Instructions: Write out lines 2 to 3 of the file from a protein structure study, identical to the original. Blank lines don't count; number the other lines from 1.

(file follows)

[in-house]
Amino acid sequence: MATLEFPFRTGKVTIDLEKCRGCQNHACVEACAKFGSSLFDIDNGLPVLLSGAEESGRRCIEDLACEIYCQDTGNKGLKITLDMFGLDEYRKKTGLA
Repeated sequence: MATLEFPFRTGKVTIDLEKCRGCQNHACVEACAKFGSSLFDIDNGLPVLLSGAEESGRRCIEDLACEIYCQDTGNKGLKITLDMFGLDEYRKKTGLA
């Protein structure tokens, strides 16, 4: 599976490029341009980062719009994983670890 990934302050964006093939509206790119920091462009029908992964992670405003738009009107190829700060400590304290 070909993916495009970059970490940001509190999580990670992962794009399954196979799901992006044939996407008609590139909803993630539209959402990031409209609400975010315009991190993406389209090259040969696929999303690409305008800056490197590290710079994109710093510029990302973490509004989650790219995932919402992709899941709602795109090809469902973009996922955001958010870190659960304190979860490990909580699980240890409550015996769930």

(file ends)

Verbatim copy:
Amino acid sequence: MATLEFPFRTGKVTIDLEKCRGCQNHACVEACAKFGSSLFDIDNGLPVLLSGAEESGRRCIEDLACEIYCQDTGNKGLKITLDMFGLDEYRKKTGLA
Repeated sequence: MATLEFPFRTGKVTIDLEKCRGCQNHACVEACAKFGSSLFDIDNGLPVLLSGAEESGRRCIEDLACEIYCQDTGNKGLKITLDMFGLDEYRKKTGLA